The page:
Moment of Joy
Unfortunately, my brother never met her. He talked about her constantly as if he had. He wanted desperately to play ball with her; but in his fragile state her athletic 45 pounds would have turned him into a bowling pin. Now, he sees her all the time. Sometimes I think she actually sees him.
Joy was a rescue. I went to the shelter to check out another dog. An older dog, good with cats. But then again, not so much. We all learned something that day. So I strolled through the maniacal din of unhappy dogs, about 25 of them, all desperate to tell me, someone, anyone their sad tale. In the very last run, sat a dog, silent. Yellow colored, short haired, beautiful cleopatra-esque markings on her face. Looking very expectant. At me. Hey you, get it, I AM NOT BARKING.
I have since learned she wills everything with her eyes.
Her name was Dafney. This dog was NOT a Dafney. Built like a linebacker, sloping shoulders, enormous chest, almost no waist. All muscle. Built to run like her boxer forebears. Wow, I had no idea what I was getting into.
Having been head feline in a multiple cat household for over 20 years, my life was about to be turned into constant canine chaos. She does not move at walk speed. Her moves are all high speed, kangaroo like as she hops two or three stairs at a time. When excited and wanting to play, she morphs into a Tasmanian devil.
When I brought her home, I could not call her Dafney. I was bowled over by her joy in life, her exuberance, her sense of adventure. Having lived without joy, hope, or expectations for months, I was astonished to see what it looked like. A meteor of positive energy constantly questing for what’s next. I wanted that. I wanted that back.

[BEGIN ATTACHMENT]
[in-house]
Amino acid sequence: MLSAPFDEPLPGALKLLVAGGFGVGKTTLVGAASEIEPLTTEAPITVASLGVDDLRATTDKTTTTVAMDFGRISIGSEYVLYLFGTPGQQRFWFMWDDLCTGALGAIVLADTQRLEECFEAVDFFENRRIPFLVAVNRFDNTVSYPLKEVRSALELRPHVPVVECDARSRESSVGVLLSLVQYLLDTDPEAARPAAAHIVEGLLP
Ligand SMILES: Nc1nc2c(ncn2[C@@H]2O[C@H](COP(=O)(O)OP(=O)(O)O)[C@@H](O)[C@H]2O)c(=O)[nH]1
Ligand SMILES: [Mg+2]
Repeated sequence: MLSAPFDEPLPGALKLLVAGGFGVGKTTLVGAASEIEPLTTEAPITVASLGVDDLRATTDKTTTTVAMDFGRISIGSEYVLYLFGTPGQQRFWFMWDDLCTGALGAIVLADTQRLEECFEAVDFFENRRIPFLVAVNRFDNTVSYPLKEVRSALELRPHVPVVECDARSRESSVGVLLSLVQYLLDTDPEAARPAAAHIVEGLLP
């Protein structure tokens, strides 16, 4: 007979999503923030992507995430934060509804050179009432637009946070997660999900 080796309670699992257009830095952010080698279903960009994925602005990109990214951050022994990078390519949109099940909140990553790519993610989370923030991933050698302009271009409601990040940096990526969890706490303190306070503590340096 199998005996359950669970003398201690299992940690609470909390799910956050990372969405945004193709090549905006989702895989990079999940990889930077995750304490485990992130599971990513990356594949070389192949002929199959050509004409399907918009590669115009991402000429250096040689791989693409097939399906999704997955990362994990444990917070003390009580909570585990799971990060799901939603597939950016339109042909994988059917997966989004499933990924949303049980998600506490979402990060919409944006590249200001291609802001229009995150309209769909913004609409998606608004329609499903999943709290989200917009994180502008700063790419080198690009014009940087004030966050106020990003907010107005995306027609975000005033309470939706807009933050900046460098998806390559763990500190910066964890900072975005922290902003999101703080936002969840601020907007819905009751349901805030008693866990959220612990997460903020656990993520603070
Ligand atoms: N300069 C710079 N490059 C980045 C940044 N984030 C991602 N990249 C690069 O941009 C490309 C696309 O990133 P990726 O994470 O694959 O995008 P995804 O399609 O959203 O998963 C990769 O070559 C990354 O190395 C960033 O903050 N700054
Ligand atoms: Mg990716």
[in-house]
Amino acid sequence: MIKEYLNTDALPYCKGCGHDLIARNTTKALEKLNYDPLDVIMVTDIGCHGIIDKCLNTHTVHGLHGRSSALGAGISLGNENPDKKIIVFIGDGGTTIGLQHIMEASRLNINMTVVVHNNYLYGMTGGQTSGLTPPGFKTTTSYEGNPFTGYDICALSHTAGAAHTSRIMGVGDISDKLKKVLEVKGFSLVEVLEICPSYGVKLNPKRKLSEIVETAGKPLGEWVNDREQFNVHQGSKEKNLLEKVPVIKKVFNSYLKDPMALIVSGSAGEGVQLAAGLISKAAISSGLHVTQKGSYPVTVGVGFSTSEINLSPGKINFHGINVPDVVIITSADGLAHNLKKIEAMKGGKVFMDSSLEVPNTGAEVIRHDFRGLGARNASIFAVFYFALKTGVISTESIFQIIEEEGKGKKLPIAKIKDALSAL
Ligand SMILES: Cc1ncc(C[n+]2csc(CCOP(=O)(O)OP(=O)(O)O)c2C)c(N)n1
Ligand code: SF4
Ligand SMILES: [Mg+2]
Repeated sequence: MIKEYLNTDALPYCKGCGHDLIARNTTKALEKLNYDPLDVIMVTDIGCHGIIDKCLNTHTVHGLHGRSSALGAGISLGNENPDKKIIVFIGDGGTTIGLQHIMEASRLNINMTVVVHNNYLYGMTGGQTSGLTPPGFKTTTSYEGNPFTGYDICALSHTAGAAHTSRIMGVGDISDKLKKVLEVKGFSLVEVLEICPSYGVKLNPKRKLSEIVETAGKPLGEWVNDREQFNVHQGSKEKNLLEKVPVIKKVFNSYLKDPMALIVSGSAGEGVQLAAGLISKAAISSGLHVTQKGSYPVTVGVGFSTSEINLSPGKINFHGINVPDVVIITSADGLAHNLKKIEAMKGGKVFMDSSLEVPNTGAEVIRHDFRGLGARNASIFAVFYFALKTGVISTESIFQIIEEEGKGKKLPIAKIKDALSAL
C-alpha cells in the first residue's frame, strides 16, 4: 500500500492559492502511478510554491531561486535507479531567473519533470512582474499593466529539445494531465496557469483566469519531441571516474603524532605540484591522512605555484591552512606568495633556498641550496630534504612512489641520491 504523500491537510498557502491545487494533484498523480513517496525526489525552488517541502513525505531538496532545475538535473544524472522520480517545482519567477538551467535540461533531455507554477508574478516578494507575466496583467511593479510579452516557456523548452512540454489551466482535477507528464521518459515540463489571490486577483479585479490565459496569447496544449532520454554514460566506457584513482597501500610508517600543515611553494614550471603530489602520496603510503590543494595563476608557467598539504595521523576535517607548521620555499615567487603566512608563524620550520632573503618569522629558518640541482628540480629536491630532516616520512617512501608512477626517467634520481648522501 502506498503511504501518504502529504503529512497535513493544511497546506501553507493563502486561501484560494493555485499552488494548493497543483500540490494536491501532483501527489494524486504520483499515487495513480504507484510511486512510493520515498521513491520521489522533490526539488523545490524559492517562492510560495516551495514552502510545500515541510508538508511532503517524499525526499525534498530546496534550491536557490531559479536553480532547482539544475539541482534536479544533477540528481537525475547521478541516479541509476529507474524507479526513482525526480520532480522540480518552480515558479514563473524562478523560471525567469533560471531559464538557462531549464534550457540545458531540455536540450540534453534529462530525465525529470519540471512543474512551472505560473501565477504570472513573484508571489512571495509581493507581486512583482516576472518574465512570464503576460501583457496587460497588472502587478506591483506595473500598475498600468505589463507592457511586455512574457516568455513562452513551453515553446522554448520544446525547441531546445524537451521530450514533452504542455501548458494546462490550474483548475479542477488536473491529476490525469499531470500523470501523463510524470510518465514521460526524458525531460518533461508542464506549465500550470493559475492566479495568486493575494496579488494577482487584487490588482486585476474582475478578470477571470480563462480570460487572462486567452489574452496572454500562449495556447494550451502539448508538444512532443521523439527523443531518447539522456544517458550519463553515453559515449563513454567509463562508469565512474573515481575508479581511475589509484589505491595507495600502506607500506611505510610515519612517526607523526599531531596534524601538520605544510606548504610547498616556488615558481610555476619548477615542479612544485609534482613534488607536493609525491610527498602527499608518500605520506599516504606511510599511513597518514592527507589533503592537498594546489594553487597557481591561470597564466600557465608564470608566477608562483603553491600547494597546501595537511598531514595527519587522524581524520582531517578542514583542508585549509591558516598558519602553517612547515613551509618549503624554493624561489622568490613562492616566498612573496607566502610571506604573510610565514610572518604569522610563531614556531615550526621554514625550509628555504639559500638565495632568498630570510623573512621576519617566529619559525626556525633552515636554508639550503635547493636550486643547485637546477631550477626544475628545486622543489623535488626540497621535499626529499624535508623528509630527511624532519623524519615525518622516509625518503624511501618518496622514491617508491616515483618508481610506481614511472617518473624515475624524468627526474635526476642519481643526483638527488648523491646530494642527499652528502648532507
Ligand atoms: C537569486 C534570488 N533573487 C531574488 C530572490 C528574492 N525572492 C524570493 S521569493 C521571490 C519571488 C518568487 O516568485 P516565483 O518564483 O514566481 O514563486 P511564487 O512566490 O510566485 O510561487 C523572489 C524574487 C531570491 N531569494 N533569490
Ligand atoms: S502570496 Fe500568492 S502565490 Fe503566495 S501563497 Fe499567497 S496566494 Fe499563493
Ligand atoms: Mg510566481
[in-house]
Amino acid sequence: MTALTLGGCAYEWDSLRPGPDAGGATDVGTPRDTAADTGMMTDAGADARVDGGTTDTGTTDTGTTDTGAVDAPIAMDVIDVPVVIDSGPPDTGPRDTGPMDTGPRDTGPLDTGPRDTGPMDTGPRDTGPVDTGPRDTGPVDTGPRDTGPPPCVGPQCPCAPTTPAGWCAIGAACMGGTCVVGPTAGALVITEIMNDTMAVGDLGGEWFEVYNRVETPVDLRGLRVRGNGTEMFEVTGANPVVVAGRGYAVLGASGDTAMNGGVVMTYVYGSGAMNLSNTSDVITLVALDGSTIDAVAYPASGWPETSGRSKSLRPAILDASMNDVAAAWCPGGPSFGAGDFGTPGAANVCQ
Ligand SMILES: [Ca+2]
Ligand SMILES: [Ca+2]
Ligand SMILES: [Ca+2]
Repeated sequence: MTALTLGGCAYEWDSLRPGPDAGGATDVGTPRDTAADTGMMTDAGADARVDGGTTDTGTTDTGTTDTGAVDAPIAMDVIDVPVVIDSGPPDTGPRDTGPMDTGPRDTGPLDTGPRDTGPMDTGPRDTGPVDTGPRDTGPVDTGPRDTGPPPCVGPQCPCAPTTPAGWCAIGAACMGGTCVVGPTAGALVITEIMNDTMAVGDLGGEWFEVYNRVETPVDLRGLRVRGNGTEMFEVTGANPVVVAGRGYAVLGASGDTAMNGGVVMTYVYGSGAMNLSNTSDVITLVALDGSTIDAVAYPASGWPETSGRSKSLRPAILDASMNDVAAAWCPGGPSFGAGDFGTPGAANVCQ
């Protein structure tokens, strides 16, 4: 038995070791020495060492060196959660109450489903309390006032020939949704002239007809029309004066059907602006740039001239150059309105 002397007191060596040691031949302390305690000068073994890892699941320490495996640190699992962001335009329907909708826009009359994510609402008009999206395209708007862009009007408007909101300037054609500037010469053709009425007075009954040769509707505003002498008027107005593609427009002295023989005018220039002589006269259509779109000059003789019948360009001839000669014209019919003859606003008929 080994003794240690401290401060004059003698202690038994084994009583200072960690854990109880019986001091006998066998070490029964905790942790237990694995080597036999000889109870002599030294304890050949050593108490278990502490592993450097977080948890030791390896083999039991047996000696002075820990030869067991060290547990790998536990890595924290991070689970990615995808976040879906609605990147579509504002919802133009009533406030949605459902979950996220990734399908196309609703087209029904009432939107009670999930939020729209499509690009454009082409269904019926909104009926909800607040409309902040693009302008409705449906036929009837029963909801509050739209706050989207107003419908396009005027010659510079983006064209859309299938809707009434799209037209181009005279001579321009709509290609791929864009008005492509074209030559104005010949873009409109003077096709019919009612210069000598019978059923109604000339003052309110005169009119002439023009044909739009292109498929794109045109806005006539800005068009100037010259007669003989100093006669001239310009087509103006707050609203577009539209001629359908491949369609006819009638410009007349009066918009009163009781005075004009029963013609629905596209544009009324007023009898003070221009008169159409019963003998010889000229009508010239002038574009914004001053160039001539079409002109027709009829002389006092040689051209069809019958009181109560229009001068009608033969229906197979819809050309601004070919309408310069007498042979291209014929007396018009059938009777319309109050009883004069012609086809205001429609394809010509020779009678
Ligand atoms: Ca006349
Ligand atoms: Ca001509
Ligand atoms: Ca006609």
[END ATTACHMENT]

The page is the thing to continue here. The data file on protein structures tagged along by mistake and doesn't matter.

So, she was Joy, incarnate. And I hoped that by naming her Joy, she would bring me some.
So, first like many new dog owners, we went to dog training. Boy, is she smart. Most commands, she learned the first time. After that, I was on my own. She was more interested in what the other instructor was doing or managing her neighbors. She became especially fond of the rottweiler princess next to us. Glad they never tangled. We passed the class, but more importantly, our bonding process began.
I brought her home a year ago in March. There were valleys, many of them. Some mine, some hers. I was almost ready to return her to the shelter when fortuitously a cousin gave me the book, The Inside of A Dog. It taught me as much about myself as it did about her. To make her successful I had to look inward; I had to find some inner calm so my presence would communicate calm to her. Unbelievably hard at this stage of my life. But I had lassoed her into my life, not the other way around. It was up to me to manage some control of myself, so she could better control herself. I learned about ‘mean face’. A few simple changes to the look on my face can drastically change her. Devastated by a single well placed frown.
I’ve also learned that being a rescue is a matter of opinion. Should Joy be able to speak, I am sure she would indicate she had pointed out the merely obvious to me. I needed her. I needed to be rescued. I needed 45 pounds of loving, torpedo-like muscle to pull me by the leash back away from the edge. We’re still moving, and she hasn’t let go. Held by a thread, looking like a leash.
To those not making the cut, she must be addressed by her formal name, Princess Joy Wiggles. And wiggle she does, like a worm boring its way into my deadened heart muscle. So inextricably bound, to try and remove her would leave me terminally compromised. She is the Cerberus to my soul, my heart. She is my Joy.